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Initial tests found that when the wagons were fully loaded to 72 tonnes, the wagons did not stop within the required 650 metres, according to documents obtained by Radio New Zealand under the Official Information Act.
KiwiRail told Morning Report the brake blocks had to be replaced with a marginally higher-friction version.
Ms Curran said the sub-standard brakes were an example of why the wagons should have been made at KiwiRail's Hillside workshops in Dunedin.
Around 40 workers lost their jobs when KiwiRail last year opted to switch the workshop from building rail units to maintaining its foreign-built locomotives and wagons, with KiwiRail opting to purchase locomotives, wagons and containers from overseas.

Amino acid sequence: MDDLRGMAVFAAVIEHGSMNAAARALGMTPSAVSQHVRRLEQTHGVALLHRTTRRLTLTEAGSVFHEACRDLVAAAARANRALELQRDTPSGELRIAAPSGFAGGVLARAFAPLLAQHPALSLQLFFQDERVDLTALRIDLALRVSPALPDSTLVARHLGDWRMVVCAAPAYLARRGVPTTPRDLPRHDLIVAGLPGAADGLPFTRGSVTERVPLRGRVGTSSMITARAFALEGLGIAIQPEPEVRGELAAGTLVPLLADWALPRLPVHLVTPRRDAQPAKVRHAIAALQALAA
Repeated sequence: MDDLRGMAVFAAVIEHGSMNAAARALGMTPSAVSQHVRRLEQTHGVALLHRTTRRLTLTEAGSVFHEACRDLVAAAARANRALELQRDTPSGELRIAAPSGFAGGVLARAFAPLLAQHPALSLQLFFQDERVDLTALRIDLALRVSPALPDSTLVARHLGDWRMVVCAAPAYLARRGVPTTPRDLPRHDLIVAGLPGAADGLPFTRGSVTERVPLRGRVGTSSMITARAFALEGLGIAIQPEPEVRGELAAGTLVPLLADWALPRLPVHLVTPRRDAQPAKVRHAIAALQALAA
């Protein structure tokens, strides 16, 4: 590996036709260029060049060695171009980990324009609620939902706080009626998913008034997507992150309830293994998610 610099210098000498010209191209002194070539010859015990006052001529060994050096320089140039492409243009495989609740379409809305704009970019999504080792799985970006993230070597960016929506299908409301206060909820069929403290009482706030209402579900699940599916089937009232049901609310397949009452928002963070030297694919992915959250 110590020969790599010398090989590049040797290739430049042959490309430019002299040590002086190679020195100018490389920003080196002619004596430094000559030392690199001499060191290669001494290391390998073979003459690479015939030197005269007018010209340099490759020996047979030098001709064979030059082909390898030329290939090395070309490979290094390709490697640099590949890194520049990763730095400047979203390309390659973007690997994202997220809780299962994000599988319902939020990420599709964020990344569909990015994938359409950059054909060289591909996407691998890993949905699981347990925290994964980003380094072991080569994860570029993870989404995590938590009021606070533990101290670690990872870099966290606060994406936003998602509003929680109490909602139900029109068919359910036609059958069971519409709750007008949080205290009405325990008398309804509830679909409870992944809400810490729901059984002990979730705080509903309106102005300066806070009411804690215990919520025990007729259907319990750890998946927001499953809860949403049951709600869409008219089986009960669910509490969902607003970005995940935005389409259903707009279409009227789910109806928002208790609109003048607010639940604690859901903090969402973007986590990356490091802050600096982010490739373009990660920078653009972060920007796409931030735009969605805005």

Ms Curran was a vocal opponent of the decision to stop building rail units at the Hillside workshop.
"To have 500 new wagons bought into the country and every single one of them have their brakes replaced is fairly extraordinary and indicates poor quality workmanship and not being fit for purpose for the New Zealand conditions," the Labour MP said.
Ms Curran believed it was unlikely the issues with the brakes would have occurred had the wagons been built in Dunedin.
A Rail and Maritime Transport Union spokesperson told Radio New Zealand there had been a number of problems with the Chinese wagons since their introduction.